Since buying books is an unimaginable luxury to those struggling to buy groceries, the only viable route towards improving those children's chances in life is the local lending library.”

Our glorious libraries civilise us, by Rowan Pelling in The Telegraph. November 17th 2010.


The overall aim of this Plan is to outline ways in which Mayo Library Service can be developed to address user needs and to deliver our services more innovatively and effectively. There has never been a greater need for a coherent, innovative and practical vision for public library provision as there is at this time of huge economic and social change. At a time when information can be accessed from almost anywhere, the raison d’être for a public library must hinge on the fact that all groups can conveniently access all forms of information, both traditional and electronic, in a one stop shop, at times that suit them.  The public library can deliver on this while providing an accessible, socially inclusive environment that actively endorses the value of books and other media in terms of fostering knowledge, creativity and imagination. Libraries contribute significantly to the economic, social, cultural and environmental wellbeing of the local community. A good library service will deliver against key policy objectives and provide:



The public library is based on a fundamental philosophy of supporting learning throughout life. The library provides critical infrastructure to support the knowledge economy by helping people improve or start businesses, assisting people to develop language skills, providing access to online services and enabling people to gain or improve computer skills. It fosters a sense of community and belonging by helping people accomplish tasks and achieve goals, by providing community information, supporting local culture and the arts and through the provision of a safe and pleasant environment thereby enhancing quality of life.


This plan outlines where the library service currently is and examines how best to position it to adapt to the dynamic changes of the period 2011 to 2014. Considerable progress has been made in library provision in the county under the previous Mayo Library development plan Reading the Future which plotted development from 2006 to 2010. There is now an even geographical spread of branch libraries, an experienced and highly motivated staff and high usage of the branch network by the public.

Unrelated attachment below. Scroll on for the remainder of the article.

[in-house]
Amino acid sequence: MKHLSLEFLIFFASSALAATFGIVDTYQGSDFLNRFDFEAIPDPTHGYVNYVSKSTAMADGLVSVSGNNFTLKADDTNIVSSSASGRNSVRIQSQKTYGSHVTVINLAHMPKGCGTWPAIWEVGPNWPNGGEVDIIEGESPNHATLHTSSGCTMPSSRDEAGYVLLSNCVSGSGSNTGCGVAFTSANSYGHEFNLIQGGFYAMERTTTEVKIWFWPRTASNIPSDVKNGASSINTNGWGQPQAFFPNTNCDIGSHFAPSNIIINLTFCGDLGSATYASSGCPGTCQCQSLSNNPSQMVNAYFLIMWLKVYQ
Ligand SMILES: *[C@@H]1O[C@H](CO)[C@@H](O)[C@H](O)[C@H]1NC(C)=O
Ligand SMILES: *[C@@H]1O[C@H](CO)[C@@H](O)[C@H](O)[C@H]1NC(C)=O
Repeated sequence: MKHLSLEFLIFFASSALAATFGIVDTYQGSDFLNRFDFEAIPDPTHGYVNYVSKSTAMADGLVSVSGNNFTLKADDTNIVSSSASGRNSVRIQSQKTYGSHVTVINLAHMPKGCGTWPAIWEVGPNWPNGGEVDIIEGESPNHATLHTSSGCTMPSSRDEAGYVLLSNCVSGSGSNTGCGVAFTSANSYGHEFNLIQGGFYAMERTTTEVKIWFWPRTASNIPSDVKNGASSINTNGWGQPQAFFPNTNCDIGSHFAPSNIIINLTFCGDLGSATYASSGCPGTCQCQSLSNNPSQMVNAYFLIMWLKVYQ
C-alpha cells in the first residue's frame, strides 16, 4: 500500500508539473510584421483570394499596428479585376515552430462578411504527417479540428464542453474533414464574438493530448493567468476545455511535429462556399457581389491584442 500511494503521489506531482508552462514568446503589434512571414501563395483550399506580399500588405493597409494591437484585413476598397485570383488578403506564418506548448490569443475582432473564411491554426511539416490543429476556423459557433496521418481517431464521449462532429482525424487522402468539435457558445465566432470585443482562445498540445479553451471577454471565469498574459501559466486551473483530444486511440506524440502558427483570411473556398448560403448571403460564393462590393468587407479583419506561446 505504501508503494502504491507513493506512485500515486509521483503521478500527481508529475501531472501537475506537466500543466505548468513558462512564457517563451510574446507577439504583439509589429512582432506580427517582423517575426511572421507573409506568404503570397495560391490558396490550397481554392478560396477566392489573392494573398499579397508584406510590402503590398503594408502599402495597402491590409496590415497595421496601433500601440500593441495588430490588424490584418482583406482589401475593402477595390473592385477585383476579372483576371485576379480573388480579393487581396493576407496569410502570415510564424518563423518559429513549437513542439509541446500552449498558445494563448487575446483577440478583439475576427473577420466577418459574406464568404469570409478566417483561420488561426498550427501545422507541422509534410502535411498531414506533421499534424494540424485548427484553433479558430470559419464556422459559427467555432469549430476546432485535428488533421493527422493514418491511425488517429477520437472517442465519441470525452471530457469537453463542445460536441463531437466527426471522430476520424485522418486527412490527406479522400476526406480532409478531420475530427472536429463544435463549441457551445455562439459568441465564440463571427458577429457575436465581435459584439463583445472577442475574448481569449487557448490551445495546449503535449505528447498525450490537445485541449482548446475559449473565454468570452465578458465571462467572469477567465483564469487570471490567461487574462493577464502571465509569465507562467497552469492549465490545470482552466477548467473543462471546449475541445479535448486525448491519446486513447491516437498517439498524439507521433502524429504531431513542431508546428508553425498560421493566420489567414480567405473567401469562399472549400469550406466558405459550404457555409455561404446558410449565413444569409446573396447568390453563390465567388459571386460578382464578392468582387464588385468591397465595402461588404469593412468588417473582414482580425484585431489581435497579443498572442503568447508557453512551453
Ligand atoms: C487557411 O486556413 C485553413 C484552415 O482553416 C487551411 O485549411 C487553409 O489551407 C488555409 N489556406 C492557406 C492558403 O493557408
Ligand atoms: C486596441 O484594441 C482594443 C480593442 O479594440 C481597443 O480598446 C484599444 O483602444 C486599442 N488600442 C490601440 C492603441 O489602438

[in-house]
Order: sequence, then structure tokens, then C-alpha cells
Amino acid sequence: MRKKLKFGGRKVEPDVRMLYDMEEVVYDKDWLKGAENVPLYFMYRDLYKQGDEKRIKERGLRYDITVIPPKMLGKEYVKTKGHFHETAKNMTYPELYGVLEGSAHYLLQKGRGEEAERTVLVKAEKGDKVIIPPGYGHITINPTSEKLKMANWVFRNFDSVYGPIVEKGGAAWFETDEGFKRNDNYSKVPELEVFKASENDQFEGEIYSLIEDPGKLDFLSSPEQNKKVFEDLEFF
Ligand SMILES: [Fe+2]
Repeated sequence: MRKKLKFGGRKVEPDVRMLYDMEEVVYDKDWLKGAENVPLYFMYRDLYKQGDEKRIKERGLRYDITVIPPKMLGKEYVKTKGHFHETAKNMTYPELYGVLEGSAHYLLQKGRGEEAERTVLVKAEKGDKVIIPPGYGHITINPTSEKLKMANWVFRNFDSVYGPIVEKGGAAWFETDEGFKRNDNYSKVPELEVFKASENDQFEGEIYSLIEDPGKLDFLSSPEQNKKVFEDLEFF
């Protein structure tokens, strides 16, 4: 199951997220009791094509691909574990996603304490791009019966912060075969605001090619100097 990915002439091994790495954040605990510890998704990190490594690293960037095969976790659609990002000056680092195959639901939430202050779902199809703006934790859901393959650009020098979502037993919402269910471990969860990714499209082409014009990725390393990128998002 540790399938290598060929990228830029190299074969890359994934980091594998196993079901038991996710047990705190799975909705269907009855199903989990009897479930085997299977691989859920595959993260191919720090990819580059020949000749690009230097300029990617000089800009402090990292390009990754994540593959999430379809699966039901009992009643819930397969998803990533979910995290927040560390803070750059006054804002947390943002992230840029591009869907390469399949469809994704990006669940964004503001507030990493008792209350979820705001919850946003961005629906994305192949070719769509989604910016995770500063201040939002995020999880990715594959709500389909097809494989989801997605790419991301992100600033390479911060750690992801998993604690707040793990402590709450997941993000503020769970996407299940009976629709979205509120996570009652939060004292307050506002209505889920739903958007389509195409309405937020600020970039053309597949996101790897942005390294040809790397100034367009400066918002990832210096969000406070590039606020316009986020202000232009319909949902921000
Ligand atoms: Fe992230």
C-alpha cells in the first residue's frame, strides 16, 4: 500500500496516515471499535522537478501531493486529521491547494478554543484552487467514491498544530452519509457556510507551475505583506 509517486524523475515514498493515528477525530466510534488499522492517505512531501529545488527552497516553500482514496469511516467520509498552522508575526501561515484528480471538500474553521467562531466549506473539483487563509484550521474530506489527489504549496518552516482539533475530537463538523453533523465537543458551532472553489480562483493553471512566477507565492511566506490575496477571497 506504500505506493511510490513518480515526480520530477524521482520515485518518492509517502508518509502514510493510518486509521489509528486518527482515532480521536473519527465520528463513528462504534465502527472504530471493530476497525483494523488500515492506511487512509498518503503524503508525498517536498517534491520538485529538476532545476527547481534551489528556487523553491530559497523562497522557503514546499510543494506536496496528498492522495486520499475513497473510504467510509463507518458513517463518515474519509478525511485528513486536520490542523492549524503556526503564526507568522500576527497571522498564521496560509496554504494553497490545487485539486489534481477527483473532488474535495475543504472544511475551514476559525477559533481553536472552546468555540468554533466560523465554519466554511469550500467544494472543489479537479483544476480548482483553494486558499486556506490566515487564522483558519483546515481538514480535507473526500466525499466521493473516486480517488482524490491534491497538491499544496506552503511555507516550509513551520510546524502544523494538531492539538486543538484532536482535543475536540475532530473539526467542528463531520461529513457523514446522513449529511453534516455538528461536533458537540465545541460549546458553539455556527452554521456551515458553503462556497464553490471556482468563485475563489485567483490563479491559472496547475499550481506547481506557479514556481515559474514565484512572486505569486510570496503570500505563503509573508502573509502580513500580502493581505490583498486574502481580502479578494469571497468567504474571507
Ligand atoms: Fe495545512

Our service has a presence in almost every town in Mayo where we interact on a daily basis with people from all backgrounds and of all abilities. We offer a range of self directed opportunities to individuals and groups in the areas of education, information, heritage, history and leisure. It is clear that where quality library buildings and services are provided in larger towns with good catchment populations, with excellent locations and appropriate opening hours, staffing and stock, demand for and usage of services is very high. Challenges however still remain with regard to geographical, social and economic isolation, the age profile of library users, national low literacy levels and inadequate, inaccessible and dated public buildings. Some of these challenges can be harder to ameliorate in leaner financial times. There still remains the need to make some of the older buildings more accessible, the necessity of refurbishing those built in the 70s and 80s and the necessity of having a book fund which reflects the converging demands now expected when providing a library service to an inclusive society. This plan highlights the challenge of maintaining and improving our infrastructure, book stock and ICT provision while delivering an important and relevant service to the people of Mayo.


We have had the phase of capital development. We now have the phase of “how do we make the best use of these facilities”. The core challenge to public service providers is to replace a vicious circle, in which slow change increases dissatisfaction with service standards, erodes public support and makes higher investment less likely, with a virtuous circle, in which continuous improvement and high standards underpin strong public support and high investment. We must ensure that the long-awaited and hard-won improvements of the last two decades are not undermined or even unravelled in the current economic crisis. This is the challenge that is addressed in this Library Development Plan.